Onwards towards Valfagehrjoch (2543 m), with the Valluga summit in view

There was a cross at the Valfagehrjoch, and we could see cable cars heading up towards Valluga. There was a horrible motor noise coming from behind Schindler Spitze. We never found out what it was but assumed it to be coming from something to do with the cable car. We had our second lunch here - more speck and brot. The speck was definitely a good buy, even though I say it myself, (bought in my capacity as catering supremo).

View from the 2543 metre col, with a Valluga cablecar

We reached the Tirol - Vorarlberg border and saw down to the Ulmer Hutte and an Austrian Post Office Relay Station. The descent looked fairly easy and Dave fancied a run as usual. However, though a lone skier and a tracked vehicle had preceded us, the going could be described as 'very soft', thus all fast methods of booted descent were out. Another long slog. 

Ruaridh got us in to the Ulmer Hutte, very posh. Obviously mainly geared towards skiing in winter. Duvet blankets so no sleeping bags required. 

Evening meal consisted of goulash soup and brot, and sausage and salad or schnitzel and rice, followed by apfelstrudel and cream. An excellent meal washed down by apfelsaft. Colin fancied the waitress and kept giving her sweet smiles but he didn't get anywhere.

Ulmer Hutte (2279 metres)

Today's route - 8 hard km, with 500 metres ascent in deep snow

Discussions with the warden revealed that the R601 path was officially closed and that we should not have come down on today's route. He was not prepared to show us the next section - most sensible we thought in view of the conditions. He said there was avalanche danger and that we should keep below 2000 metres. 

We decided on a fairly low level route for the rest the British Loonies Expedition. 

Several beers, and then a few more. Ruaridh was in fairly dire straits due to lack of schiewasser, whilst any lack of coherence here is a side effect of the beer. Heat exhaustion and sunburn rules ok. Off to bed. PS Martin has now learnt to pour beer. Over to you McP....

Monday, 5 April 2021

More Adventures in Lockdown



Given there's not much of interest to write about at present, I've been casting back to old diary entries and photos in the main, whilst recording the onset of spring in my weekly reports on walks with Graeme.

This entry, mainly for Dot's benefit, fills in a few gaps regarding our lockdown activities and growing grandchildren.

On 14 March, Sue and I enjoyed a short walk around Lymm, passing St Peter's church in Outrington (above), before heading down to Spud Wood for a walk through mud beside the Bridgewater Canal on the opposite side to the towpath.

I didn't realise the recent floods had been serious enough to beach this vessel, seen before we strolled around Lymm Dam in view of the resident cormorants!


Meanwhile, Isabella was behaving perfectly.


Except when forced to eat mushy gruel...


Jacob and Jessica and Kate were busy taking happy selfies.


And I was keeping up a daily (not)parkrun, this one being number 272, during which I was overtaken by a young girl on a penny farthing bike.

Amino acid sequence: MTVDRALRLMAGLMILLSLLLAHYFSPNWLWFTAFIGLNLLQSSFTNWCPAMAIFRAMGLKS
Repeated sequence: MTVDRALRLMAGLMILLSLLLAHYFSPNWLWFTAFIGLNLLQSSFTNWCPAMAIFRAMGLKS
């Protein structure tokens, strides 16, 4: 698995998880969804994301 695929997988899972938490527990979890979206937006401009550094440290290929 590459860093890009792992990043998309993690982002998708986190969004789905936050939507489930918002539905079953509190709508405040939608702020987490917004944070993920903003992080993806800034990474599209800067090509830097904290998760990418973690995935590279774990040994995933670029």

Tea in the garden after (not)parkrun number 272

Jessica busied herself composing an excellent collage, which I was required to print out for her.


The blossom in De Quincey Park triggered a pause during another (not)parkrun.


Isabella soon learnt that gruel is preferable to starvation! Sweet potato went down well.



She slept soundly while Sue and I took her on three laps (10 km) around Fletcher Moss on 27 March.


Back in Timperley, it was 'out with the old'


and 'in with the new'.


On the same day, 29 March, a walk around West Sale was enlivened by clumps of Lesser Celandine, Daffodils, a hedgerow of Blackthorn, the distinctive call of Chiffchaffs, and a cooing Wood Pigeon.
 






At the same time, Phil was laying the last of our new carpets, delayed for months by Covid. What a relief, we were getting a bit fed up with the sight of the gripper rods that we exposed at the end of November to make life easier for the decorator.


On Saturday (April 3) we celebrated the new Lockdown 'rule of six' with a small gathering of parkrunners around a couple of separate picnic benches at Wythenshawe Park, encountering a few folk (some just in passing, and all well socially distanced) we'd not seen since they supported me on the 'virtual marathon' I ran in the park last October.


Then Sue and I took grandma Dot for a 3.5 km walk around Eccleshall. Cold but sunny.


Yesterday, 4 April, I managed a 30 mile bike ride in sunny weather to Moore and back.

The Trans Pennine Trail (TPT) near Altrincham

Grappenhall

Above the 'forbidden to bikes' towpath near Moore

A long stretch of newly upgraded TPT, next to the Ship Canal in Stockton Heath;
this used to be a narrow, often muddy, section

Gleaming new foliage on the quiet stretch of disused railway near Thelwall

Later, Sue and I took advantage of the most recent Lockdown relaxation and enjoyed, under the 'rule of six', meeting up with Richard and Jenny, and Sue and Phil, in a garden. Hopefully in May we will be allowed to meet people indoors, but this was a very welcome 'garden' reunion.


Finally, today we had the pleasure of a garden/park visit from Kate and J & J. The swings in Walton Park came first, as Oscar the dog needed a walk, even if Jacob didn't think so.




Then the slide and other playthings at the more or less deserted Newton Park, where the blossom is in fine fettle just now, provided more entertainment.



And that just about brings us up to date.